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An Early 18th Century Stomacher

30th September 2020.

India Gardiner came to Tennants on a work experience placement in the Textiles Department and researched an early 18th century stomacher, which is part of a collection of Early Textiles that will be sold in the Costume, Accessories and Textiles Sale on 21st November.

On my first day at Tennants I was shown into a small office surrounded by treasures, I could not believe it. I was presented with an 18th century stomacher of incredible detail and tasked with finding out as much as I could about this feat of needlework which lay before me.

I researched 18th century stomachers online and in several textile books, this is what I found…

A stomacher is typically a V or U shaped panel used to cover the undergarments which would otherwise be visible through the opening of the bodice of the dress. Most bodices did not lace up at the front so they could be made larger or smaller as required. Stomachers were around from roughly the 1570’s - 1780’s. [2] The earlier styles did not generally match the rest of the outfit but as time went on it was more common for them to match or contrast the gown more directly. Some stomachers would have a pocket within the lining at the top. This would then be filled with herbs to give the wearer a pleasant scent. [6]

Eschelle or échelle is a style of stomacher that was identifiable by a series of bows down the front of the stomacher often in decreasing size [3]. It gained popularity after it was introduced by Madame de Pompadour, the mistress of King Louis VX of France, and a notable fashion icon.

The stomacher I have researched is from around 1720, the early 18th century. It is made from silk, backed with linen and backed once more with a red and white floral patterned fabric on the flared tabs and boned with whale bone. It has been hand embroidered with silk thread to create a pattern of polychrome flowers which was typical of the period. During the early 18th century heavy decoration of stomachers became increasingly popular with specific elements such as polychrome flowers, faux lacing and bows being the most notable embellishments [1+2]. The 18th century stomachers are shorter than those worn in the previous century. By 1770 bodices started to close at the front so stomachers were used less and less before eventually falling out of use altogether.[6]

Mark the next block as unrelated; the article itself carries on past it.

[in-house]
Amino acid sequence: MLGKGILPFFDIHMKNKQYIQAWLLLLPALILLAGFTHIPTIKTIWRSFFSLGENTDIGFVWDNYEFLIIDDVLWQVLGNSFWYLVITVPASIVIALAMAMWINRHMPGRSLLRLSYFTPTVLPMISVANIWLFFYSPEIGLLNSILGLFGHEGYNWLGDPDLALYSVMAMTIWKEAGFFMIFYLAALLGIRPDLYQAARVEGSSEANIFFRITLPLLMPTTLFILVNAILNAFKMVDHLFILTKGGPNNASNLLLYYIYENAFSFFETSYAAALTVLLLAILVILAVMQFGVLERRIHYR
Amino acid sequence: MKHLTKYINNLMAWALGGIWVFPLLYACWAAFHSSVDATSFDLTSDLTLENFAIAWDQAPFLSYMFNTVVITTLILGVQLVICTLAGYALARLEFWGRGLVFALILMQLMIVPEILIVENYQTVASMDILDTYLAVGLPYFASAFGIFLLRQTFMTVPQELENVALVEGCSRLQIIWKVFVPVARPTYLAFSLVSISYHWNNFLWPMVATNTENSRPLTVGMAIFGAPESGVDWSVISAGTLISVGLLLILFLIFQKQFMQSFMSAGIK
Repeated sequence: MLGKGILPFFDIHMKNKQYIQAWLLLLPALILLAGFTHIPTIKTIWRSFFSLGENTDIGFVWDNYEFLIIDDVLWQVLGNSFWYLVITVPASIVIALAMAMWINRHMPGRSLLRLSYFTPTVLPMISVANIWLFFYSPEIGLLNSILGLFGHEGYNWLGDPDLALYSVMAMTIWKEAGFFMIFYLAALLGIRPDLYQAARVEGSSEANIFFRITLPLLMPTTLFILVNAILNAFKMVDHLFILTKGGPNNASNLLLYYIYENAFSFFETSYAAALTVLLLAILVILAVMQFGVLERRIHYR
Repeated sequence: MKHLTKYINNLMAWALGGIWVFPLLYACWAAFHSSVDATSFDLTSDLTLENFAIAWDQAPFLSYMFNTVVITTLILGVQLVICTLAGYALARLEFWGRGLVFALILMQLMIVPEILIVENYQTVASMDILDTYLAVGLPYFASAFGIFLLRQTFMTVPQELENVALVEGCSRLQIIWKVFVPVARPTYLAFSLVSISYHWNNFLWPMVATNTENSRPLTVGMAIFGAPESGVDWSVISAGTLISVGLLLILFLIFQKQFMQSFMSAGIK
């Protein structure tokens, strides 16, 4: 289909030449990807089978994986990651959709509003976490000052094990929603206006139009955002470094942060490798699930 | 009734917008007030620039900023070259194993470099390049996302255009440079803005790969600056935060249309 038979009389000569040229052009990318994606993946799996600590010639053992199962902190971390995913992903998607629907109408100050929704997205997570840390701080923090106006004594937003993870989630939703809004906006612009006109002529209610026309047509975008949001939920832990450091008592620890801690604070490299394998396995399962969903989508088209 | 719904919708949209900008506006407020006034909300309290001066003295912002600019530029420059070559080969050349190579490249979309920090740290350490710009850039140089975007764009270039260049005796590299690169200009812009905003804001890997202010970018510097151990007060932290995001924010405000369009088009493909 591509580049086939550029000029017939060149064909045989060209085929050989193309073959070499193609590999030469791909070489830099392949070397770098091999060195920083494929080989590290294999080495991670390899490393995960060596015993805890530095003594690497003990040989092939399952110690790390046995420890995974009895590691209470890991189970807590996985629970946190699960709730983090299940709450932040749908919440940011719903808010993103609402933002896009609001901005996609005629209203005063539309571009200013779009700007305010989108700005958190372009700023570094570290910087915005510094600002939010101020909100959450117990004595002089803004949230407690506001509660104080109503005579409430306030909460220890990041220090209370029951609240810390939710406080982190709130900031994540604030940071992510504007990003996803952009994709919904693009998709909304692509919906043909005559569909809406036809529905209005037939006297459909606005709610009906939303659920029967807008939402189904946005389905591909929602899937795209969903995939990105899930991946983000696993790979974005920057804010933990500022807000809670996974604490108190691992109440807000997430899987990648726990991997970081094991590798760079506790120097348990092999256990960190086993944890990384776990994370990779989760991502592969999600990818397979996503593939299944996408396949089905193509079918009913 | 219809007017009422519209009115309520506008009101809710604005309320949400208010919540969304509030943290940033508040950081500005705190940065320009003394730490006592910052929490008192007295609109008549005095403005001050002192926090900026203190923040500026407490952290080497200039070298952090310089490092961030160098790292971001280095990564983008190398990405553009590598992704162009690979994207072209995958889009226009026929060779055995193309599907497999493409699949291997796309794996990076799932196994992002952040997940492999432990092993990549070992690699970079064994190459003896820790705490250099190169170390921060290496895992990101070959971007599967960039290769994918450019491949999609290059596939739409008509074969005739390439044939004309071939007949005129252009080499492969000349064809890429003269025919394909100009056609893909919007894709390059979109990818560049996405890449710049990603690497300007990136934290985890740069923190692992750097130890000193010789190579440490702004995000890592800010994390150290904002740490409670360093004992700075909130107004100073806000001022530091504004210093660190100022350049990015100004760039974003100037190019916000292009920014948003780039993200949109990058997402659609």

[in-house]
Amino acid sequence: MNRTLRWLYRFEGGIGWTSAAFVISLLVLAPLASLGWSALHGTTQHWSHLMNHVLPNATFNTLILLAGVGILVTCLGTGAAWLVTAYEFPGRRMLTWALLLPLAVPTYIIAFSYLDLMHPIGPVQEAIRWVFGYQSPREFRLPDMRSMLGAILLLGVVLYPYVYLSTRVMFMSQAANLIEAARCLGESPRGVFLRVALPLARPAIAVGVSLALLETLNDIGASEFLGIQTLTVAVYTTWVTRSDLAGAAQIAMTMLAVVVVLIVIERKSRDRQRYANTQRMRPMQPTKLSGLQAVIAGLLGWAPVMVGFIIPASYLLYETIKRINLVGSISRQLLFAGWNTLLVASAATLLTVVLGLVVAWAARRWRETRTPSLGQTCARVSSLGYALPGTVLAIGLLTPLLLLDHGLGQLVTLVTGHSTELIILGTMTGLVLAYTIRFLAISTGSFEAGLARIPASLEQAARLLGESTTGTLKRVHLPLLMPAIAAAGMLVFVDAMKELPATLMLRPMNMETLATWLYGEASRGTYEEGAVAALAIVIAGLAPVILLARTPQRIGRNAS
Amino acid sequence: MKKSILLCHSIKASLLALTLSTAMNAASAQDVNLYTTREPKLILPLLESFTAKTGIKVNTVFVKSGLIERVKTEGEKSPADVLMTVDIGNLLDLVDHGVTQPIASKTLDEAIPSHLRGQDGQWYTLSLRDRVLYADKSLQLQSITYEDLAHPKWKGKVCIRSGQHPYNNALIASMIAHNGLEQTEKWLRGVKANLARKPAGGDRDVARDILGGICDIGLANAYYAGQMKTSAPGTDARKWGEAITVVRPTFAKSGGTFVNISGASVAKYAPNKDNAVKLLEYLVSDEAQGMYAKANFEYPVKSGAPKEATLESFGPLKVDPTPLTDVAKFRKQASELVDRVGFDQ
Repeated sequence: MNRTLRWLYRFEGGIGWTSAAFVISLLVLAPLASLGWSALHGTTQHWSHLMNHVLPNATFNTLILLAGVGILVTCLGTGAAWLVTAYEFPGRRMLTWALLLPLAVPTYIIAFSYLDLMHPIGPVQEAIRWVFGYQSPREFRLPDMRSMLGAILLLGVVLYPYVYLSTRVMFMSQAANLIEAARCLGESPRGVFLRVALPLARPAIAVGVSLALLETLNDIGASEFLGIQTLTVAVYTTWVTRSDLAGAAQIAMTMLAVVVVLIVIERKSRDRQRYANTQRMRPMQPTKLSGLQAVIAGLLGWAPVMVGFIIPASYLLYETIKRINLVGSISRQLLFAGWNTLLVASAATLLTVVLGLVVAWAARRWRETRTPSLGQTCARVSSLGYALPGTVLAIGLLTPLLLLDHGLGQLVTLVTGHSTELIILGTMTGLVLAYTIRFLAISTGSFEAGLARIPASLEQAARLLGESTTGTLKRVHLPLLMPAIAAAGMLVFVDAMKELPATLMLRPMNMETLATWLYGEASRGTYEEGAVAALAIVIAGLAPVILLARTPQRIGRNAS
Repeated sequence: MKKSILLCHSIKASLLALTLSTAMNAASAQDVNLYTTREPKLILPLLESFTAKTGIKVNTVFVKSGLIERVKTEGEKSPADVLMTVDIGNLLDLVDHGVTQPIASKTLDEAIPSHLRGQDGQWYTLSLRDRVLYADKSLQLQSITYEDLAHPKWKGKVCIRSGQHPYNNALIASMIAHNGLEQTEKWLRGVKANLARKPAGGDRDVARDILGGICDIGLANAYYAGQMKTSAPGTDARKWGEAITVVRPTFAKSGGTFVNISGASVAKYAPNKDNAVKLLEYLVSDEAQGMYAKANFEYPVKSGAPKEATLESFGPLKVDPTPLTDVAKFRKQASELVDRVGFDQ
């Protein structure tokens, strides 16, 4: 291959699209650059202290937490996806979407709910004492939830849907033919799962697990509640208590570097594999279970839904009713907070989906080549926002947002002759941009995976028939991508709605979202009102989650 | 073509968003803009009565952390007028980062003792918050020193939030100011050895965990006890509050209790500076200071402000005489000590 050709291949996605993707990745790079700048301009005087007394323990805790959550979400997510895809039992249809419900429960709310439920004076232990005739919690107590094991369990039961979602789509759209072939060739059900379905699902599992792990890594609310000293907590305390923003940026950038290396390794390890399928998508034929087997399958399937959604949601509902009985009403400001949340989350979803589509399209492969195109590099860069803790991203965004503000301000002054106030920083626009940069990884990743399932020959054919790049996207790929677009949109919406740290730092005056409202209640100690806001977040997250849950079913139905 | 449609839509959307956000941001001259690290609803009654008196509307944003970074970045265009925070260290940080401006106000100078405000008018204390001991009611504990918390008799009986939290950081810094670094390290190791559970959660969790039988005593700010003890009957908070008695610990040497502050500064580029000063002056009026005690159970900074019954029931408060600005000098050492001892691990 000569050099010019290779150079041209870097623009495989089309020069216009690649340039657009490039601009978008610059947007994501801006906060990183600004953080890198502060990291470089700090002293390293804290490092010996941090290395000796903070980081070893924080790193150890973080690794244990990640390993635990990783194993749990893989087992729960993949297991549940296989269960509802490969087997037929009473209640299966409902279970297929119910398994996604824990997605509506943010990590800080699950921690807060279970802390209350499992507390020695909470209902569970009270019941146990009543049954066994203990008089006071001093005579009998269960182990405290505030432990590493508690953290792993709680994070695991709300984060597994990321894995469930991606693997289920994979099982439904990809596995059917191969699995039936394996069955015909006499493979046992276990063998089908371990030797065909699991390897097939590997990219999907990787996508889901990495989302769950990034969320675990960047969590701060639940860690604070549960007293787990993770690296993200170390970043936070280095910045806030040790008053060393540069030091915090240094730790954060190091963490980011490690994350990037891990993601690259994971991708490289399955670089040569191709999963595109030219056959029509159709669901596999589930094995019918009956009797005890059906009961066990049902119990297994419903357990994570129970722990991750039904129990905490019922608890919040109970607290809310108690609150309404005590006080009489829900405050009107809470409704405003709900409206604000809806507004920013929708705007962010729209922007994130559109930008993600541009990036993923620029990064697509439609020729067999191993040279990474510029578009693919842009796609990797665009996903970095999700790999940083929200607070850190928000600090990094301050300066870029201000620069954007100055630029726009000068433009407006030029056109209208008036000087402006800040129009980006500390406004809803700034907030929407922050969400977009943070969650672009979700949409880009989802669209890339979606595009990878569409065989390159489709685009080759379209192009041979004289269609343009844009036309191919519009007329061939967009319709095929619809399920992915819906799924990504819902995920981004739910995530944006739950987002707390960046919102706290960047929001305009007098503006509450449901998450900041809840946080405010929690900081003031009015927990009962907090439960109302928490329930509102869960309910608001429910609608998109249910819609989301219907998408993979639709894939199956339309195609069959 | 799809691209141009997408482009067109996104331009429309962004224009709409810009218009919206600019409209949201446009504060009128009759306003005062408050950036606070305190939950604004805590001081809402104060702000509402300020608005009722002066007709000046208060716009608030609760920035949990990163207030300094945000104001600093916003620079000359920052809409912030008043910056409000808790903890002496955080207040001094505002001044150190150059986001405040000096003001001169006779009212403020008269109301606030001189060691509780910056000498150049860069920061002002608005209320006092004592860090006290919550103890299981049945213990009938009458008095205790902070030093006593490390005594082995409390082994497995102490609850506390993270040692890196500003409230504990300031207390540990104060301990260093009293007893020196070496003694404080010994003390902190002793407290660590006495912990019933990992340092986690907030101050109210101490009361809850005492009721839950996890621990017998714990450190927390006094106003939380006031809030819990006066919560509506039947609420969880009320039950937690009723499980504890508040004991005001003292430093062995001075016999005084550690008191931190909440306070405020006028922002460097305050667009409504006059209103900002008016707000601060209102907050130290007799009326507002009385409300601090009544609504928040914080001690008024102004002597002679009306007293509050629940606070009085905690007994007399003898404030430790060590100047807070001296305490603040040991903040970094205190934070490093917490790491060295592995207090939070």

Stomachers could be laced onto the bodice or have hook and eye attachments sewn on.[6] The tabs on the side of the stomacher would be used pin, stitch or lace it onto the bodice of the gown. It is clear that on this stomacher the tabs have been replaced at least once and are not original. [5]

The exquisite style and quality of the hand embroidery on this piece is beautiful. It incorporates several basic stitches such as French knots, couching, satin and stem stitches. Using coloured silk and silver thread (which back then was produced by drawing out silver wire very finely, flattening it and then wrapping it around a silk core[4]) they have achieved an ombre effect for the petals of the flowers which was a very popular embroidery style during this period. The embroidery is still in great condition with the age only being shown by the silver thread that has worn in some areas exposing the silk core of the thread or lost its shine.

I feel that the quality and detail of the embroidery, especially on the flared tabs is particularly exquisite given the space and size of these elements. Other than the ageing of the silver thread, the main sign of wear is the discoloured silk on the stomacher especially in areas where it is going threadbare.

Overall this stomacher is a outstanding example of the time and dedication that went in to making these items of clothing which has been preserved well allowing it to act as a little piece of history showing others the beauty and history of fashion.

References

  1. https://thepragmaticcostumer.wordpress.com/tag/stomacher/
  2. http://www.fashionencyclopedia.com/fashion_costume_culture/European-Culture-17th-Century/Stomacher.html
  3. Fashion, Costume, and Culture: Clothing, Headwear, Body Decorations, and Footwear Through the Ages (2013)
  4. https://regencyredingote.wordpress.com/2018/12/07/goldwork-embroidery-through-the-regency/#:~:text=At%20about%20this%20same%20time,wire%20in%20the%20same%20way.
  5. https://www.trc-leiden.nl/trc-needles/individual-textiles-and-textile-types/daily-and-general-garments-and-textiles/stomacher
  6. Costume in Detail 1730-1930, Nancy Bradfield

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